Yen is a Chosen One

As we round out the year there are only a few currencies that investors are gravitating towards, and one of them is the yen. The Aussie seems to have become afflicted by its strong association with China and her ‘softer’ data. The EUR is a story onto itself, a currency few are willing to handle. The Swiss has a central bank, the SNB, which investors believe they have successfully fine tuned the second guessing of both Hildebrand’s fiscal and monetary policies. The truth, even the SNB seems to be afraid of its own shadow. A “ceiling to be or not to be” is hurting the short Swiss positions at the moment. The SNB and BoJ have a tough battle ahead. Both Central banks have tried to think outside the box on how to dissuade investors from hoarding their respective currencies during times of economic stress.

Below are some other highlights of the week:


  • AUD: Housing finance unexpectedly rose (+0.7%), but the details were weak, the value of loans for investment fell -5.5%, mom, while owner-occupied home loans value fell -1.2%, mom. The trade surplus also fell to a seven-month low of +$1.6b in October. Higher beta currencies remain under pressure.
  • CNY: Last weekend, Chinese data showed that their export growth fell to +13.8%, y/y, in November from +15.9%. On the flip side, import growth slowed but is still a robust +22.1% on the year. This has pushed the 12-month rolling trade surplus down to $154b from $163b in October.
  • CNY: China’s President Hu over the weekend vowed to pursue a more balanced trade account with emphasis on increasing imports.
  • The INR has come under pressure this morning on two news reports. The first indicated that the Indian government is backtracking from retail liberalization, and the second involved an admission from the commerce secretary that the value of exports has been overstated by slightly more than \$1bn a month over the past eight months, adding to concern about the widening balance-of-payments deficit. We estimate that this cuts January-October export growth from 49%yoy to 44%yoy and increases the trade deficit by about 0.4% of GDP to about 5.4%.
  • INR: India’s IP fell -5%, y/y, in October from +2%, and much lower than consensus of -0.7%. Growth is clearly slowing.
  • AUD: The NAB Australia business confidence index was unchanged at 2 in November. Business conditions improved to 1 from -1, likely due to the RBA cut in November.
  • PHP: Philippine exports growth rose to -14.6%, y/y, in October from -27.4%, better than the consensus forecast of -16.5%. Analysts note that the improvement in exports and seasonally strong remittance flows should support the PHP heading into year-end. Remittance flows will be missed in Q1.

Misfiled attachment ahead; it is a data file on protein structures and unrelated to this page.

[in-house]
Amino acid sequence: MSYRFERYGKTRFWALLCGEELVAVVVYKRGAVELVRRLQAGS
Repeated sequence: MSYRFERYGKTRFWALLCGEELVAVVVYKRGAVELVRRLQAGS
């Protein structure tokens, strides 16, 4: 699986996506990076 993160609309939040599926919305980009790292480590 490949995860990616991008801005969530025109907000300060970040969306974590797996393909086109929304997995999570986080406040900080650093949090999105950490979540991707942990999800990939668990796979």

• INR: Indian WPI inflation fell to 9.1%yoy in November from 9.7%yoy in October, just slightly higher than the consensus forecast of 9.0%yoy. We doubt this will be sufficient to lead the RBI to begin cutting policy rates at Friday’s policy meeting despite the sharp slowing in growth. With the trade deficit deteriorating, the rupee is likely to remain vulnerable to developments in Europe.
  • CNY: The HSBC China flash PMI rose +1.3pts this month to 49 and in line with the seasonal trends. This would suggest that growth continues to slow but may not be heading into a “hard landing”.
  • SGD: Retail sales rose a much higher-than-expected +8.5%, y/y, in October versus the consensus forecast of +1.3%. Analysts note that the latest government measures to cool the property markets and target slower GDP growth are likely to have an impact on inflation further down the line.
  • JPY: The BoJ tankan report showed that business sentiment amongst large manufacturers fell to-4, worse than the expected-2. The effects of a high yen and a slowdown in overseas economies continue to weigh on Japanese sentiment. This is the first dip from the index into negative territory since the earthquake.
  • INR: The currency is benefiting from the RBI’s measures to stem rupee weakness. Central Bankers kept rates unchanged and introduced measures to stem speculation in the INR. The tone in the policy statement has become more dovish.
  • IDR: Fitch raised Indonesia’s sovereign rating to Investment Grade, moving ratings to BBB- from BB+. The market had been expecting this.






  • Business confidence reports come to us from NZD and GER
  • Monetary Policy minutes are released in GBP, AUD and JPY
  • Inflation is recorded in GBP and CAD
  • GBP and NZD show us their Current Accounts
  • Building permits and Home sales are delivered in the USD
  • GDP comes to us from CAD and NZD
  • CAD announces its core-retail Sales while the US delivers Durables


This article is for general information purposes only. It is not investment advice or a solution to buy or sell securities. Opinions are the authors; not necessarily that of OANDA Corporation or any of its affiliates, subsidiaries, officers or directors. Leveraged trading is high risk and not suitable for all. You could lose all of your deposited funds.

Dean Popplewell

Dean Popplewell

Vice-President of Market Analysis at MarketPulse
Dean Popplewell has nearly two decades of experience trading currencies and fixed income instruments. He has a deep understanding of market fundamentals and the impact of global events on capital markets. He is respected among professional traders for his skilled analysis and career history as global head of trading for firms such as Scotia Capital and BMO Nesbitt Burns. Since joining OANDA in 2006, Dean has played an instrumental role in driving awareness of the forex market as an emerging asset class for retail investors, as well as providing expert counsel to a number of internal teams on how to best serve clients and industry stakeholders.
Dean Popplewell